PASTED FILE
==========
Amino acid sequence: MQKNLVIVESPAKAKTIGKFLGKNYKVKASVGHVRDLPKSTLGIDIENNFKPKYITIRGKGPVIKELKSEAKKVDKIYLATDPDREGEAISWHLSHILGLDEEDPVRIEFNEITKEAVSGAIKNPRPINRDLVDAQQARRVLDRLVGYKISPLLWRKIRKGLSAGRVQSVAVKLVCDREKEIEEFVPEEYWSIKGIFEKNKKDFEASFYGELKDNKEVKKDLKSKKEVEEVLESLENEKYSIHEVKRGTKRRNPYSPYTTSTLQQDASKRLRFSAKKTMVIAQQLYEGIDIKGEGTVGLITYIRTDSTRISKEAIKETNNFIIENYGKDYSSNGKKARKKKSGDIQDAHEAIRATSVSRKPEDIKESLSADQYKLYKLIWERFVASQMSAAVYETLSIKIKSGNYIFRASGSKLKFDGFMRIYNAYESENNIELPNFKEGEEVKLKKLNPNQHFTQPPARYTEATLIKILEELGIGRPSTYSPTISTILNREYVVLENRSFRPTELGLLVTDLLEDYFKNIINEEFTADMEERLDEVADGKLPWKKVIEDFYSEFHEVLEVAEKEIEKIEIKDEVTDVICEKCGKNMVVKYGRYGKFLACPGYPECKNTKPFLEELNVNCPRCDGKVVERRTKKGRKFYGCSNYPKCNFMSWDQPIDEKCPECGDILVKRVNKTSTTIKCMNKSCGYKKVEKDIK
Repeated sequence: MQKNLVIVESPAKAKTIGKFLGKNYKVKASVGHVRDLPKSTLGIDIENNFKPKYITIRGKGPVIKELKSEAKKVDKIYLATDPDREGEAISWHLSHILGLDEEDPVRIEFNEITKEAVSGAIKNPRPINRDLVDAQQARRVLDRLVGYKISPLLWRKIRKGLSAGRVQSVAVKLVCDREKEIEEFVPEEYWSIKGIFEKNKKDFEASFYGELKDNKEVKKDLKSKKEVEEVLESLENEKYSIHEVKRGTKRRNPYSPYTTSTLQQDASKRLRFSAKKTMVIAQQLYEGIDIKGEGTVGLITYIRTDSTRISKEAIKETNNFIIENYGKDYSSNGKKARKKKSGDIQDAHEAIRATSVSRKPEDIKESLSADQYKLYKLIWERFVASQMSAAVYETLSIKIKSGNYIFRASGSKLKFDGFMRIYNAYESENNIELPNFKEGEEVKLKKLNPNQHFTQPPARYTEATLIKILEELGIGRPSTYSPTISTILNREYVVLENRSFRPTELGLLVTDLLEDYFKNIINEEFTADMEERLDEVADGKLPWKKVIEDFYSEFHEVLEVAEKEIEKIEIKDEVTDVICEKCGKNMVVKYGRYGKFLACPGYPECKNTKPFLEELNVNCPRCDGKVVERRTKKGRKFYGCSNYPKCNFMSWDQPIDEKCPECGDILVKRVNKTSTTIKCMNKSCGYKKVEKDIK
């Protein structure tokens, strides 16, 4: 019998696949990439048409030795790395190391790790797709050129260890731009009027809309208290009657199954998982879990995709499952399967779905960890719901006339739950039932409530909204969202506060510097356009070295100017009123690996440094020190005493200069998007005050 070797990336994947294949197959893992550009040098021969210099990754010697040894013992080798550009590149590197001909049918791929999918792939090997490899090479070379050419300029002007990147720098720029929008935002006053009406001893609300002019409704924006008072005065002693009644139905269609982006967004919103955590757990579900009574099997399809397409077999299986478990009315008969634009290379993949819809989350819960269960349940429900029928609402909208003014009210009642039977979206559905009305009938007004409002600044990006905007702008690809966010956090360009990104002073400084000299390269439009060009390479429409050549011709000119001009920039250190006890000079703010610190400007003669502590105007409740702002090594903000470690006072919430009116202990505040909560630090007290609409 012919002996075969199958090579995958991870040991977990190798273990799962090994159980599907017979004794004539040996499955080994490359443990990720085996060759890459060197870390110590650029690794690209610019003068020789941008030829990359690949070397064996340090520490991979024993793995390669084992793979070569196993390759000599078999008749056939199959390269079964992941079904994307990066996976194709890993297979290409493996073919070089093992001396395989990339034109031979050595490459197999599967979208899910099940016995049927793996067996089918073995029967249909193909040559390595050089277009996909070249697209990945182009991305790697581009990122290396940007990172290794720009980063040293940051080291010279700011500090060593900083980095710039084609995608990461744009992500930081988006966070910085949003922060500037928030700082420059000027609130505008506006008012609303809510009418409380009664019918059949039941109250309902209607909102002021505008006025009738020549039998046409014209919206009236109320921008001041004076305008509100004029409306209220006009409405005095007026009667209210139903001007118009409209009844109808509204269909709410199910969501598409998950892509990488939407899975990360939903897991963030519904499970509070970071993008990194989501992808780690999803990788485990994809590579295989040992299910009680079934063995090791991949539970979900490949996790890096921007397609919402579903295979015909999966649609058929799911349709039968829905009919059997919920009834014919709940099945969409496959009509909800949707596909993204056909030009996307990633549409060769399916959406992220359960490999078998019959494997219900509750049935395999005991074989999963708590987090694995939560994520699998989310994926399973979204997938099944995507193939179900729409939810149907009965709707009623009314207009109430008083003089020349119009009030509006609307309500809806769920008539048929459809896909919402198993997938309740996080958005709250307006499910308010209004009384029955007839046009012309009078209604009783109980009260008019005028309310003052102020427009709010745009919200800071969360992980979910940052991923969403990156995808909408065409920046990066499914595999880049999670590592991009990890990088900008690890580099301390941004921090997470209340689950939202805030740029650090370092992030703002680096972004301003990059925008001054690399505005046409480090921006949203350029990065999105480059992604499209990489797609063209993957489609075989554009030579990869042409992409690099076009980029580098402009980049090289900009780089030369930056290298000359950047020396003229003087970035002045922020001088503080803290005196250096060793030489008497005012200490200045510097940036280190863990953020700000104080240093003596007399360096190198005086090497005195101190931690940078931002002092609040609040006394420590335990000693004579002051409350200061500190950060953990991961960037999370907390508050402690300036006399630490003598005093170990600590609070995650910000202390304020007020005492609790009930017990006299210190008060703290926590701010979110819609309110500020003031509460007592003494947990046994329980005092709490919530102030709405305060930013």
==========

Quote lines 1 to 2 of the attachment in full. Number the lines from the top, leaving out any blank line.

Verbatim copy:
Amino acid sequence: MQKNLVIVESPAKAKTIGKFLGKNYKVKASVGHVRDLPKSTLGIDIENNFKPKYITIRGKGPVIKELKSEAKKVDKIYLATDPDREGEAISWHLSHILGLDEEDPVRIEFNEITKEAVSGAIKNPRPINRDLVDAQQARRVLDRLVGYKISPLLWRKIRKGLSAGRVQSVAVKLVCDREKEIEEFVPEEYWSIKGIFEKNKKDFEASFYGELKDNKEVKKDLKSKKEVEEVLESLENEKYSIHEVKRGTKRRNPYSPYTTSTLQQDASKRLRFSAKKTMVIAQQLYEGIDIKGEGTVGLITYIRTDSTRISKEAIKETNNFIIENYGKDYSSNGKKARKKKSGDIQDAHEAIRATSVSRKPEDIKESLSADQYKLYKLIWERFVASQMSAAVYETLSIKIKSGNYIFRASGSKLKFDGFMRIYNAYESENNIELPNFKEGEEVKLKKLNPNQHFTQPPARYTEATLIKILEELGIGRPSTYSPTISTILNREYVVLENRSFRPTELGLLVTDLLEDYFKNIINEEFTADMEERLDEVADGKLPWKKVIEDFYSEFHEVLEVAEKEIEKIEIKDEVTDVICEKCGKNMVVKYGRYGKFLACPGYPECKNTKPFLEELNVNCPRCDGKVVERRTKKGRKFYGCSNYPKCNFMSWDQPIDEKCPECGDILVKRVNKTSTTIKCMNKSCGYKKVEKDIK
Repeated sequence: MQKNLVIVESPAKAKTIGKFLGKNYKVKASVGHVRDLPKSTLGIDIENNFKPKYITIRGKGPVIKELKSEAKKVDKIYLATDPDREGEAISWHLSHILGLDEEDPVRIEFNEITKEAVSGAIKNPRPINRDLVDAQQARRVLDRLVGYKISPLLWRKIRKGLSAGRVQSVAVKLVCDREKEIEEFVPEEYWSIKGIFEKNKKDFEASFYGELKDNKEVKKDLKSKKEVEEVLESLENEKYSIHEVKRGTKRRNPYSPYTTSTLQQDASKRLRFSAKKTMVIAQQLYEGIDIKGEGTVGLITYIRTDSTRISKEAIKETNNFIIENYGKDYSSNGKKARKKKSGDIQDAHEAIRATSVSRKPEDIKESLSADQYKLYKLIWERFVASQMSAAVYETLSIKIKSGNYIFRASGSKLKFDGFMRIYNAYESENNIELPNFKEGEEVKLKKLNPNQHFTQPPARYTEATLIKILEELGIGRPSTYSPTISTILNREYVVLENRSFRPTELGLLVTDLLEDYFKNIINEEFTADMEERLDEVADGKLPWKKVIEDFYSEFHEVLEVAEKEIEKIEIKDEVTDVICEKCGKNMVVKYGRYGKFLACPGYPECKNTKPFLEELNVNCPRCDGKVVERRTKKGRKFYGCSNYPKCNFMSWDQPIDEKCPECGDILVKRVNKTSTTIKCMNKSCGYKKVEKDIK